Through using only archived footage and reflective audio commentary (which is slightly unusual for this medium), the documentary was an utterly fascinating insight and gives these treasured animated features a new found perspective for film enthusiasts, such as myself. Early on, once Michael Eisner, Jeffery Katzenberg and Frank Wells took over there was much dismay and conflict which raged between the corporate end of Disney and the creative, with the countless animators and writers fearing they would be the first to go in a huge shake-up of the company.

The journey was, at times, harsh and painful with the animation studio being beaten until its last breath, from being moved off site, being outdone by Don Bluth's first two - admittedly excellent - features, to being shone up by the first Care Bears movie (a guilty pleasure of mine from childhood I won't lie...). Then suddenly Oliver and Company was made, which wasn't brilliant, but hardly awful and interest peaked slightly. Thankfully the film that came afterwards brought the company back and was something of a masterpiece, The Little Mermaid.

Michael Eisner, Jeffery Katzenberg and Frank Wells came across rather poorly for the most part, especially as their inner boardroom conflicts started to spill out into the public eye. While it was humorous to see the creative likes of Ron Clements, John Muskers, Kirk Wise, Gary Trousdale as eager upstarts, wanting to mark their mark on the studio. While there was faint smiles seeing, now, titans of the industry in their early days such as, arguably, the closest modern day equivalent to Walt Disney himself, John Lasseter or the little troubled strange kid in the corner, one Mr Tim Burton.

There was also a deeply emotional core to the telling of this documentary, none more prevalent than in the memories shared on the great and, unfortunately, late Howard Ashman - one half of Disney's creative duo who made some of the most memorable musical number in modern film history. Ashman's last moments as he lay dying in his hospital bed, and his musical partner, Alan Menken said: "Beauty and the Beast is a huge success, who would have thought it?" and Ashman reportedly whispering, "I would have," was particularly heart-wrenching. Regrettably the man didn't live to see the film finished.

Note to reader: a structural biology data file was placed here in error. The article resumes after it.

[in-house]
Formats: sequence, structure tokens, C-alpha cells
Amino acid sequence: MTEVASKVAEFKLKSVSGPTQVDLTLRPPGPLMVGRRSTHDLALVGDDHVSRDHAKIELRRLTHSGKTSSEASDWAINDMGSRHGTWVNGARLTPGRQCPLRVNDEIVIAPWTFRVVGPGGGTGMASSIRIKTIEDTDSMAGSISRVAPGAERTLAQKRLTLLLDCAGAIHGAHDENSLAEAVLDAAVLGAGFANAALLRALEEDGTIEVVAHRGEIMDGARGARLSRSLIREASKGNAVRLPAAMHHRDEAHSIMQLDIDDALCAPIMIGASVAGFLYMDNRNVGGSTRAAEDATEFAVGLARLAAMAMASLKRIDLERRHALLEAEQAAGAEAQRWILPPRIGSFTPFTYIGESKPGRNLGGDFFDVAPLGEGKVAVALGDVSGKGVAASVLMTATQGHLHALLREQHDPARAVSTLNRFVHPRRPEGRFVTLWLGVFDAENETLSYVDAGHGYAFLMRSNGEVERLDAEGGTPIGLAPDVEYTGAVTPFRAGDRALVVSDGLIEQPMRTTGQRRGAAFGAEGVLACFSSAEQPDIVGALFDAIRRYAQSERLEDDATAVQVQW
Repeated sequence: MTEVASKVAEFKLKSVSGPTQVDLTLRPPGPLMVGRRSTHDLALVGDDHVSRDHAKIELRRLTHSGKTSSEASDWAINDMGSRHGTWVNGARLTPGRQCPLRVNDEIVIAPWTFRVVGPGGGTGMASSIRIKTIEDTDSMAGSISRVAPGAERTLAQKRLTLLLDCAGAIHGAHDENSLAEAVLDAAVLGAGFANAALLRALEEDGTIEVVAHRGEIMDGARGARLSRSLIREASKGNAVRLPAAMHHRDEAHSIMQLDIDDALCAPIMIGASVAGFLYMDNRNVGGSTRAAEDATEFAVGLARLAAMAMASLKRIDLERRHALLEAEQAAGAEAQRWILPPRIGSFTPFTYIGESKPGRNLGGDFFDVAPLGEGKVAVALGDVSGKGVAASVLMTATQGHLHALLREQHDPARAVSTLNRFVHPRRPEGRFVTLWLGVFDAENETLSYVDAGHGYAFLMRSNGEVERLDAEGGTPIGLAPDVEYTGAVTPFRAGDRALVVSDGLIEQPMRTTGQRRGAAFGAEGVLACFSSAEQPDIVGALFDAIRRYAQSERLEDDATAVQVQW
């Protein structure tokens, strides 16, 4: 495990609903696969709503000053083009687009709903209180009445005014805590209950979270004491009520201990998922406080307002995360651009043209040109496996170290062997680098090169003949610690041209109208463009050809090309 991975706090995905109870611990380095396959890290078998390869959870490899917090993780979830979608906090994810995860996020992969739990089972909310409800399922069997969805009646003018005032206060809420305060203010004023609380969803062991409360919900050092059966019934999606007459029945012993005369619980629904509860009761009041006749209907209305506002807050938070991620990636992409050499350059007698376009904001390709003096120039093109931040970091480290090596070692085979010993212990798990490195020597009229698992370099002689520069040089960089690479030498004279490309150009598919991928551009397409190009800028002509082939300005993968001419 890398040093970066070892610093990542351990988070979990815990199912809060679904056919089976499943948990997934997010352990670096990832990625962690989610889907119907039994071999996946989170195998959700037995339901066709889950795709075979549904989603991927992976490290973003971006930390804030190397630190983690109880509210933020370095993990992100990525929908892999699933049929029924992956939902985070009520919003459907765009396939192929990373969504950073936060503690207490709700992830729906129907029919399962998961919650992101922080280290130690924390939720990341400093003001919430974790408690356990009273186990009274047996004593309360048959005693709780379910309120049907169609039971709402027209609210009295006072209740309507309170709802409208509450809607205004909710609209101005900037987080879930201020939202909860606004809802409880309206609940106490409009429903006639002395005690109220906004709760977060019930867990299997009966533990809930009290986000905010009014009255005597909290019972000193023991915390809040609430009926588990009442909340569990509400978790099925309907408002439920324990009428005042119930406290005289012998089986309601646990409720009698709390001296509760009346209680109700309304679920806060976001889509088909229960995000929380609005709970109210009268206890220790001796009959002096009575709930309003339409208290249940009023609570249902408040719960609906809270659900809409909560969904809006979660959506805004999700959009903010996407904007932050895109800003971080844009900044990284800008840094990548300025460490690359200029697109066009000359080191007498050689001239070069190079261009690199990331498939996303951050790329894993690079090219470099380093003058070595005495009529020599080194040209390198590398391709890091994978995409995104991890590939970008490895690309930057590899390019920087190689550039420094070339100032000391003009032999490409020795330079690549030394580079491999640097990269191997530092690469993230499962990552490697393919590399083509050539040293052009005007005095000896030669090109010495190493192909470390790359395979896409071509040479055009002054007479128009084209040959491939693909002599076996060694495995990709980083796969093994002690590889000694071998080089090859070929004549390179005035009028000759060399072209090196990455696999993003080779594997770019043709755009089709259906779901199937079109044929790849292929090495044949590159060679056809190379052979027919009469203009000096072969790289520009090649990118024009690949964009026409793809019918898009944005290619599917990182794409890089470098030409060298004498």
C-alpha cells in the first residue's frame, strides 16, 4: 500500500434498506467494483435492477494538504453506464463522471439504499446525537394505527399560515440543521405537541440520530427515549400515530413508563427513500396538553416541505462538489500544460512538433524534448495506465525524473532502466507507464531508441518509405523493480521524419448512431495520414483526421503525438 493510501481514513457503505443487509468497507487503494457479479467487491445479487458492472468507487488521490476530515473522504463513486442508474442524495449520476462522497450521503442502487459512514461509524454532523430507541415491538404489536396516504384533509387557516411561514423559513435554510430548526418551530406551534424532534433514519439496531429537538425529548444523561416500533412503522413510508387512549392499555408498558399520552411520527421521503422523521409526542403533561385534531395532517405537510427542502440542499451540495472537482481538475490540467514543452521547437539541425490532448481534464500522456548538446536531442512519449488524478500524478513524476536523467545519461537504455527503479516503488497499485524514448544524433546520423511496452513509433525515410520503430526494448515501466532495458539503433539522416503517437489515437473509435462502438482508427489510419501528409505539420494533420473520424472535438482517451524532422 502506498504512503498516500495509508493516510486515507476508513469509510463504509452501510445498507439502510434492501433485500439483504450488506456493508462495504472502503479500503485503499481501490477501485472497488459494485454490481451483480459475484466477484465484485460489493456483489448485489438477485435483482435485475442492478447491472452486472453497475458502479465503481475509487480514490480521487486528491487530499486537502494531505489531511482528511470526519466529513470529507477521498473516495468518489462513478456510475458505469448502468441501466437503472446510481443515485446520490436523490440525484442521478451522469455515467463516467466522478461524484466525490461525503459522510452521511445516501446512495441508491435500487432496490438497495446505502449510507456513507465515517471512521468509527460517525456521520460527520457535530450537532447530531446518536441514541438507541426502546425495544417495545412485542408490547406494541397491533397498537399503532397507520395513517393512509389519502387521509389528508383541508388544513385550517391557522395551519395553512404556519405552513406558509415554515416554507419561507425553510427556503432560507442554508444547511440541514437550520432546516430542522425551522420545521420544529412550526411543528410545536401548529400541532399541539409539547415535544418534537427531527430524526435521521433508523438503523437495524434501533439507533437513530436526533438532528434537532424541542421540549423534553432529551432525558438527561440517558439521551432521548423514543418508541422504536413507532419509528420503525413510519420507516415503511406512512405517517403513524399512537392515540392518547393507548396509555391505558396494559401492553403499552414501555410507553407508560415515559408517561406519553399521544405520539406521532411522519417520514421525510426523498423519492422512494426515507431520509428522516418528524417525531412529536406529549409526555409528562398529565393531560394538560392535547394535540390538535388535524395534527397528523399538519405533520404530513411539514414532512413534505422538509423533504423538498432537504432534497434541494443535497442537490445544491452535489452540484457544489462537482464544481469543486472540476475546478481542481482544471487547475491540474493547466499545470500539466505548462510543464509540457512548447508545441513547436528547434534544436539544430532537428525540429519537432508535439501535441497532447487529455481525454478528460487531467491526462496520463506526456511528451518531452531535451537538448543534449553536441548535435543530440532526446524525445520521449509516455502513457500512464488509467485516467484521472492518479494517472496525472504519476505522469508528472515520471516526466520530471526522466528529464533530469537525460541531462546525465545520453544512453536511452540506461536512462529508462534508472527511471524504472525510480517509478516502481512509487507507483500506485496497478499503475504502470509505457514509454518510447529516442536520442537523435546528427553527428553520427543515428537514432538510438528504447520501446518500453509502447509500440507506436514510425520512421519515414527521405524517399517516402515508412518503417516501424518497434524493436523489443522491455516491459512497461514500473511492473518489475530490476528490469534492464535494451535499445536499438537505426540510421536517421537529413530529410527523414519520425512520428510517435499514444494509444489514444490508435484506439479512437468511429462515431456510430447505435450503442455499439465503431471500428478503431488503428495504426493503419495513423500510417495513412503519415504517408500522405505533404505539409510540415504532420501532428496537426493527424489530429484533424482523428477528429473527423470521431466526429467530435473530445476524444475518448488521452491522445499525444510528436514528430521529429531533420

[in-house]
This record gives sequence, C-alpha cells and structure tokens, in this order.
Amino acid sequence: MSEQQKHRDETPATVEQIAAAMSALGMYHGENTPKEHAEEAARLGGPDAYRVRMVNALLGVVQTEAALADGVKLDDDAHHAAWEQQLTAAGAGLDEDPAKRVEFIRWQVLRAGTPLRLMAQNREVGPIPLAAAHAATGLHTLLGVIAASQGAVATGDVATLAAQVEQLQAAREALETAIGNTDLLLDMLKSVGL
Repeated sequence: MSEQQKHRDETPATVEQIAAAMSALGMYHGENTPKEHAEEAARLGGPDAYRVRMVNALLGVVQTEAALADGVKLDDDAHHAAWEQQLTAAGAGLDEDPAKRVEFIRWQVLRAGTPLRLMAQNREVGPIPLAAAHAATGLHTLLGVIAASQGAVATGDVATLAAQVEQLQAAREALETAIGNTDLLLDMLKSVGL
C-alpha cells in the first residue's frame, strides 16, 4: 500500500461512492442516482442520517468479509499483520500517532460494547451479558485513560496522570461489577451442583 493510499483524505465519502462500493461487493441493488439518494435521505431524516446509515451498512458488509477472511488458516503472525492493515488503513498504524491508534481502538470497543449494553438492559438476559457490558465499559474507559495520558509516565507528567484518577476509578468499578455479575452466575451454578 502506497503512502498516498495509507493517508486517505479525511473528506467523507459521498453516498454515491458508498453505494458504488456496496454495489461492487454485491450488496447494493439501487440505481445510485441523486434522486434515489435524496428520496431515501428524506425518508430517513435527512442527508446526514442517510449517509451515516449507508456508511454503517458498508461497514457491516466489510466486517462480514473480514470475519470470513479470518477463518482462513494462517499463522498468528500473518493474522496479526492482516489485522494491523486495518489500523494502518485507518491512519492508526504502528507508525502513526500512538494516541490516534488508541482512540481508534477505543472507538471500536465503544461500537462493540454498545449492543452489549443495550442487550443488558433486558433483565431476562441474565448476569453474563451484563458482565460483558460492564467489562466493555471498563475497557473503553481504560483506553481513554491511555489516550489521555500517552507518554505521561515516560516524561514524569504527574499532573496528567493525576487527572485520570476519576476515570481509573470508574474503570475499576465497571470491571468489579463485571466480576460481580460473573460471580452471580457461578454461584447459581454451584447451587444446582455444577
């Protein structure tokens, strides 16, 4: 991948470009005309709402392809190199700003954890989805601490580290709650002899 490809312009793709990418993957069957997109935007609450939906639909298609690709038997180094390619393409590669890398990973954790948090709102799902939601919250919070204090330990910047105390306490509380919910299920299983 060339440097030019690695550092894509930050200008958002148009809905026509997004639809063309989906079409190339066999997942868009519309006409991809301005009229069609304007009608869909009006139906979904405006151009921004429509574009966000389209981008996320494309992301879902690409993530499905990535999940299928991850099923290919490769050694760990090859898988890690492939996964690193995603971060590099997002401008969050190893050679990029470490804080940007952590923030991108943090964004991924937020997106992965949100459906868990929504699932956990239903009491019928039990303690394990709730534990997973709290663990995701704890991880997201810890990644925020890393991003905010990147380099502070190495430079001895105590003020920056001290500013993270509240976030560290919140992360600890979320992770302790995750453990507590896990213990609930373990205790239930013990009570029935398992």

Though he died long before this era bloomed into what we all remember it as, the presence of Walt Disney himself loomed over the film constantly like a controlling old father still influencing his children's actions from beyond the grave and the memory of him varied from person to person. Low-level animators treasured his memory like some mythical godlike figure, while his nephew Roy E. Disney seemed to fear straying too far from his uncle's original vision while the new members to the boardroom attempted to change Walt Disney Studio - for better or worse - into something perhaps even Walt would have never thought possible.

Final Thoughts
Waking Sleeping Beauty is an absorbing and essential documentary for anyone with a passionate interest in Walt Disney Studios, animation or just the film industry in general. Regardless of the convoluted and bitter workings of the company during this prosperous time, Waking Sleeping Beauty serves as a reminder to how a lot of untrusted and inexperienced people brought a magic kingdom back from the brink, which resulted in a collection of some of the greatest films (not just animated) ever seen on the big screen. Wonderful.


Waking Sleeping Beauty is not out in UK cinemas any time soon. Nor is it even available on Region 2 DVD. However I implore everyone to see this film by whatever means possible. Totally worth it.